Blackhawks coach Jeremy Colliton sees vision materializing in strong stretch

SHARE Blackhawks coach Jeremy Colliton sees vision materializing in strong stretch

DALLAS, TEXAS - DECEMBER 20: Alex DeBrincat #12 of the Chicago Blackhawks celebrates with Erik Gustafsson #56 of the Chicago Blackhawks after scoring a goal against the Dallas Stars in the first period at American Airlines Center on December 20, 2018 in Dallas, Texas. (Photo by Tom Pennington/Getty Images) ORG XMIT: 775220820

DENVER — Acclimation goes both ways when there’s a coaching change, and the Blackhawks are finally finding a groove with Jeremy Colliton.

He got off to a rough start as a 33-year-old first-time head coach, and it still isn’t perfectly smooth. But it looks better. It had to get better after going 3-12-2 his first month on the job.

“The issues that prevent you from winning are the same here as they are at the other levels,” said Colliton, who led the AHL affiliate in Rockford and spent four seasons coaching in Sweden. “Obviously the skill level is higher, the speed of the game is quicker, but the things that help you win don’t seem to change.”

He sought to implement several priorities when he took over the Hawks, and two of his biggest tasks have been establishing the right line configurations and ramping up the pace.

Colliton’s philosophy on lines is that the Hawks have a top nine rather than a top six when it comes to forwards. That’s why he didn’t think of it as a demotion when he shifted Alex DeBrincat from the second line to the third for Thursday’s 5-2 win over Dallas.

He replaced DeBrincat with Artem Anisimov to play on the second line with Patrick Kane and Dylan Strome in that game. DeBrincat was with David Kampf and Dylan Sikura. Colliton stuck with those trios for Friday’s game at Colorado.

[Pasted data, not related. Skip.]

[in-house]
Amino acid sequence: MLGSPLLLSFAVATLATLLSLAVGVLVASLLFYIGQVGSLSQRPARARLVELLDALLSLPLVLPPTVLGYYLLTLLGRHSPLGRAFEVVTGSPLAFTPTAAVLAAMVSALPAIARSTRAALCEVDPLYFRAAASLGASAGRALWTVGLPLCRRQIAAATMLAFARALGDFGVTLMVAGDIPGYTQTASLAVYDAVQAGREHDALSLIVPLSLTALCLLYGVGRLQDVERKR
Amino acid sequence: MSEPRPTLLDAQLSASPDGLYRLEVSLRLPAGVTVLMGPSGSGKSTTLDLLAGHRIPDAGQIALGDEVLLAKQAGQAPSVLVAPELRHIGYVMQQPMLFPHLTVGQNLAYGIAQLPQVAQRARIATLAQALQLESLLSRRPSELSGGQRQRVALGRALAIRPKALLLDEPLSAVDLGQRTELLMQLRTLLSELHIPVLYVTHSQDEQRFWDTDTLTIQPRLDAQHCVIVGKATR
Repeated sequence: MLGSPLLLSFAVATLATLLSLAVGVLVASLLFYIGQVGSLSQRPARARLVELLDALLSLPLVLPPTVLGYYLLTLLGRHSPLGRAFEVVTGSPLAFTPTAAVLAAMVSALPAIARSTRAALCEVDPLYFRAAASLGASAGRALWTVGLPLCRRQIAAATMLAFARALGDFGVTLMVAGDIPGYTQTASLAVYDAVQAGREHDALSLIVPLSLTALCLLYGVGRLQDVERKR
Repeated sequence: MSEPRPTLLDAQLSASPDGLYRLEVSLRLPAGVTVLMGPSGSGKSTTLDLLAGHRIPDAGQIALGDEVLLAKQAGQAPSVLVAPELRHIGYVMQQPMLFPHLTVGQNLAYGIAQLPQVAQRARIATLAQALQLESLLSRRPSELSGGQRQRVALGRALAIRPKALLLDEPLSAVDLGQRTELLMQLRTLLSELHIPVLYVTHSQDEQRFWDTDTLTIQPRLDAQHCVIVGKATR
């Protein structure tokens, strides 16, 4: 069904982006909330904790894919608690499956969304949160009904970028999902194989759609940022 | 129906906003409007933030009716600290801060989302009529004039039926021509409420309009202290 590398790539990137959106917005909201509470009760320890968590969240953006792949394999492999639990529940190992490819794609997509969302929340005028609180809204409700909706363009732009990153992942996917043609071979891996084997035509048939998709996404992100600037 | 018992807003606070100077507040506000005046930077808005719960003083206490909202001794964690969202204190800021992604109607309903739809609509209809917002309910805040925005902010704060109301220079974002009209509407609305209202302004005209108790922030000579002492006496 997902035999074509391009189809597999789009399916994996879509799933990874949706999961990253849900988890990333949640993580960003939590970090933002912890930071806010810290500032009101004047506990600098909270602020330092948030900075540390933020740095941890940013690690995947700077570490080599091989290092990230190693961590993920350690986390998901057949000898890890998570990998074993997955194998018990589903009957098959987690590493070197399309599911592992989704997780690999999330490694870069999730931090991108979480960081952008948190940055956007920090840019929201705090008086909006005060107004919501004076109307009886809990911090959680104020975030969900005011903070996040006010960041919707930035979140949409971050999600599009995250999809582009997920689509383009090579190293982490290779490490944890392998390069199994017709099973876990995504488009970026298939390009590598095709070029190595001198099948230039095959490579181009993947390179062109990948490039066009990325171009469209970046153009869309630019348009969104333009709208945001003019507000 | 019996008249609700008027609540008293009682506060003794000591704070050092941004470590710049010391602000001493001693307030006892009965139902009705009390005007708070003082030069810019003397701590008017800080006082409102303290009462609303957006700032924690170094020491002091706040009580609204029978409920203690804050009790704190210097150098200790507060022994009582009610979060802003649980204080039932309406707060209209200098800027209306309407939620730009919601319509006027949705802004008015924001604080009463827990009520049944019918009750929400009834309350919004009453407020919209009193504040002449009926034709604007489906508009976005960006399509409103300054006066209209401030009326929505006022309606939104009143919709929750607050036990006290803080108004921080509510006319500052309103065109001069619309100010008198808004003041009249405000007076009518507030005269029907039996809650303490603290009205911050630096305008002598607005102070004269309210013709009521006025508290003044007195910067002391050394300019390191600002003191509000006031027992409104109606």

The new crew of Kane, Anisimov and Strome did fine. Anisimov assisted Kane’s second-period goal to give the Hawks a 3-0 lead, but that trio was also on the ice when the Stars got their first goal.


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“I thought we played pretty well,” Kane said. “We had the puck. We were doing the right things defensively.”

Kampf, Sikura and DeBrincat were good, too, and orchestrated a textbook play off a draw that ended with DeBrincat putting a wrist shot in the net.

Colliton believes the best teams have three good lines, and he aims to keep the offense firing by separating his top three scorers. Kane leads the Hawks with 42 points, followed by Toews at 31 and DeBrincat at 29.

Even if these lines work, Colliton reserves the right to keep mixing.

“You want to build chemistry, but I’d like to have everyone comfortable playing with everyone,” he said. “We have some continuity with our style, and that allows you to be flexible with trying to switch the combos to get some momentum, or maybe it’s a matchup you want or don’t want.”

As far as pace, it intertwines with what Colliton wants defensively. He’s trying to kick the Hawks into attack mode quicker and use their speed to set up scoring opportunities.

He’d rather see that than long possessions with several passes, each carrying the risk of a turnover. Racing up the ice also increases the odds of catching the opposing defense out of position.

“I think in past years we were more of a puck-possession team, always trying to make tape-to-tape passes,” Kane said. “Sometimes we’re better off with just getting the puck advanced and trying to skate into pucks and use our speed and try to create turnovers, win some more battles, get that into our game a little bit.

“You can kind of create off that. It’s a little bit different style, but it’s been working for us lately, so we’ve kinda got the recipe now for how we can be successful.”

Colliton’s seen that vision materialize over the past few weeks, minus an occasional ugly game, and the results have turned in the Hawks’ favor lately. They put together a 3-1-1 run despite facing a string of playoff contenders, giving them a much-needed spark of confidence after enduring an eight-game losing streak.

“We’re still learning as we go here and still trying to implement new things,” Kane said, “but I think it’s starting to come around a little bit.”

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